Featured Research

from universities, journals, and other organizations

"Food Processor" Enzyme Of Chitin Found In Trout

Date:
October 10, 2000
Source:
University Of Maryland Biotechnology Center
Summary:
Researchers may have solved part of a puzzle of the sea: where does all the chitin go--the substance that makes up all the shells of crabs, lobsters and shrimp and other crustaceans? Chitin may be the most abundant natural compound in the sea with estimates of up to 10 million metric tons alone in tiny crustaceans called krill.

TOWNSVILLE, Queensland, Aust.--Researchers may have solved part of a puzzle of the sea: where does all the chitin go--the substance that makes up all the shells of crabs, lobsters and shrimp and other crustaceans?

Related Articles


Chitin may be the most abundant natural compound in the sea with estimates of up to 10 million metric tons alone in tiny crustaceans called krill. However, scientists have not yet found a sufficient natural sink, an endpoint where all the chitin goes.

At the International Marine Biotechnology Conference today, Cassandra M. Moe reported finding an enzyme in the gut of rainbow trout, Onchorynchus mykiss that degrades chitin. Moe, a graduate research assistant, and colleagues at the University of Maryland Biotechnology Institute's Center of Marine Biotechnology (COMB) have identified the chitinase in a wide range of vertebrate species of fish, birds, reptiles and mammals.

It is the first gastric chitinase reported characterized in vertebrate animals, said Moe.

In the COMB tests on vertebrate animals, rainbow trout, which feeds mostly on insects, showed the highest amounts of the chitinase in the gut, said Moe. But there is an odd twist to the story. Little of the chitin that passes through the trout gut actually gets digested.

"Based on our findings, we think chitinase may be an ancient gastric enzyme that may be pathogenic, attacking fungi or bacteria, instead of being a digestive enzyme. It is not a product of the gut flora," said Moe. She added that scientists in The Netherlands have found chitinase in human macrophages, immunity cells in the blood, probably as a defense against microbial invaders.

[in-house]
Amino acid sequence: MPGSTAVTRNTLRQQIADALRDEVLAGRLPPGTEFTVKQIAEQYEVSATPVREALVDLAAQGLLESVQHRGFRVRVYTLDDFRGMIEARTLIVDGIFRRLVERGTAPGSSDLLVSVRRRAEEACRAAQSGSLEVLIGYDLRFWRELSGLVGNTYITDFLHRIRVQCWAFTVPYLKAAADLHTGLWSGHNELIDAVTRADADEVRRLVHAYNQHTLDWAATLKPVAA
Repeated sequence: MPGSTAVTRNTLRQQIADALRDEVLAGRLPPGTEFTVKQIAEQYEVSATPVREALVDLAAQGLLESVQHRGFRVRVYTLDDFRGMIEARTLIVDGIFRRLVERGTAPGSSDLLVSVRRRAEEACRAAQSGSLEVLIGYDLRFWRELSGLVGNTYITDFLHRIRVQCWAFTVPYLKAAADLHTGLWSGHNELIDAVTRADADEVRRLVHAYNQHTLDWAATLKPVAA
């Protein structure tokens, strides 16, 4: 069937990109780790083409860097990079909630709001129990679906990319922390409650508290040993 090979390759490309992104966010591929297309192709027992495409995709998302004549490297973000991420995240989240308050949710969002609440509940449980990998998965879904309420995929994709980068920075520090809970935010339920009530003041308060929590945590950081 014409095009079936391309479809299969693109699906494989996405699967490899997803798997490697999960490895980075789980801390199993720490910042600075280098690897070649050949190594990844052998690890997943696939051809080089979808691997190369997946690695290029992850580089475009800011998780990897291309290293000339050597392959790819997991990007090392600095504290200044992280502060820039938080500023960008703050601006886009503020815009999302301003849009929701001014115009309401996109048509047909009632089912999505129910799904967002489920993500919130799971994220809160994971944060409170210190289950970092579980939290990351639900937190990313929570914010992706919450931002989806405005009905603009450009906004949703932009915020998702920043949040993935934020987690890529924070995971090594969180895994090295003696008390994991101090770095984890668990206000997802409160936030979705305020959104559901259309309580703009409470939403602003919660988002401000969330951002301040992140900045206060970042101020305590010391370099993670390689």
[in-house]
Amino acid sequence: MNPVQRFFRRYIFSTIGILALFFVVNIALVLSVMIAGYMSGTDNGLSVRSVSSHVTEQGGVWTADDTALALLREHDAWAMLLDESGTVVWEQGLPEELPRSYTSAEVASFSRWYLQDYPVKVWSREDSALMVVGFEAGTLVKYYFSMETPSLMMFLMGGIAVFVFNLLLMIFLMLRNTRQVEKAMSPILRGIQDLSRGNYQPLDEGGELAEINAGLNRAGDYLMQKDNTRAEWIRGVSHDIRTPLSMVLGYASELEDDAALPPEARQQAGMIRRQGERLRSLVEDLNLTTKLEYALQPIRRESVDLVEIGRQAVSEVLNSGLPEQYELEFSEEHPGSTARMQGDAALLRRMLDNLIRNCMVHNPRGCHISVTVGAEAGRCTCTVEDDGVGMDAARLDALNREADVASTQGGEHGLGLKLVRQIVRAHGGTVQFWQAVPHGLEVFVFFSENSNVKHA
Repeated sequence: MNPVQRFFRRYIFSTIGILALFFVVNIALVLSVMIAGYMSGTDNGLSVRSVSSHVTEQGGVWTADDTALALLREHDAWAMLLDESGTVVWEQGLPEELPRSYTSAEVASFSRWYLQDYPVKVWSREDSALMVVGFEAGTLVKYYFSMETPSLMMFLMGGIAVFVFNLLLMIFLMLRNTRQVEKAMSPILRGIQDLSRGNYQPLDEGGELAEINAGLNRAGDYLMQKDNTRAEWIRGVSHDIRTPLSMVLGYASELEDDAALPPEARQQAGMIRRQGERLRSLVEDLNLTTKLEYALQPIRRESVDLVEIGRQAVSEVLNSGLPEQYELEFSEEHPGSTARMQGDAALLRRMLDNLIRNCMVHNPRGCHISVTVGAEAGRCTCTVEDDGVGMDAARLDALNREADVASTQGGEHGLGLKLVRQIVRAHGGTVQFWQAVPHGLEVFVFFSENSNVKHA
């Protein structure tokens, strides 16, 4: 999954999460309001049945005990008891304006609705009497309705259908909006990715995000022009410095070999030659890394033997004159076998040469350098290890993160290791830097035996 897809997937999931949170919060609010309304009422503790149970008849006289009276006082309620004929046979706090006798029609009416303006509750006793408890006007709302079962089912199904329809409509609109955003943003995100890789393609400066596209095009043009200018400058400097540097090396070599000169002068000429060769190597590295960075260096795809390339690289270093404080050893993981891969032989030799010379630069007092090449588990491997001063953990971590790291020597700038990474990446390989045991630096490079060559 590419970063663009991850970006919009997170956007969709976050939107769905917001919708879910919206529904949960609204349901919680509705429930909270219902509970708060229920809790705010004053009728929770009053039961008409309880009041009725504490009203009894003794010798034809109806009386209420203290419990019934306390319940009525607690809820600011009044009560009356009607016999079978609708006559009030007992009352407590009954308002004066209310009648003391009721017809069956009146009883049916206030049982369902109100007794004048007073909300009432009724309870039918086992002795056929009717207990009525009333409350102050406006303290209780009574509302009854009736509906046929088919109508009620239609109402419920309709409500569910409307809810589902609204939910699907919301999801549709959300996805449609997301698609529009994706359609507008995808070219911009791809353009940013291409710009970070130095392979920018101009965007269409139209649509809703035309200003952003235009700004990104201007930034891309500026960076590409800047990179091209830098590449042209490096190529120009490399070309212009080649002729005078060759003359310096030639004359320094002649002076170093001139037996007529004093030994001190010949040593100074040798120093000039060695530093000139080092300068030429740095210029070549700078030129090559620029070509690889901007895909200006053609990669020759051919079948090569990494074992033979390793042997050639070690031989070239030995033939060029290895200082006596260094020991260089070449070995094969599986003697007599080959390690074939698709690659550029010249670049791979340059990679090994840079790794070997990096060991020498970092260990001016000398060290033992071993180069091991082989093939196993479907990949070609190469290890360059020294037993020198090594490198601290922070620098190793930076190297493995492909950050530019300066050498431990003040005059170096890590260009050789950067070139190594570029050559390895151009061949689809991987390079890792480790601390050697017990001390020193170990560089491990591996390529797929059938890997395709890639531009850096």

The COMB researchers have purified the chitinase from the gastric tissues of the rainbow trout. Moe said in the trout the enzyme may also act as "a food processor" to break chitin away from cuticles that hold skeletal tissues in place on the prey they eat.

Chitin is also abundant in fungi, worms, spiders, insects and some algae. It is the second most common natural product on Earth after cellulose.

COMB, in Baltimore, Md. USA, is one of five centers of the University of Maryland Biotechnology Institute, a unique life sciences research and education arm of the University System of Maryland. One of UMBI's first two research centers founded in 1985, COMB has achieved international recognition as a center of excellence in the study, protection and enhancement of marine resources.


Story Source:

The above story is based on materials provided by University Of Maryland Biotechnology Center. Note: Materials may be edited for content and length.


Cite This Page: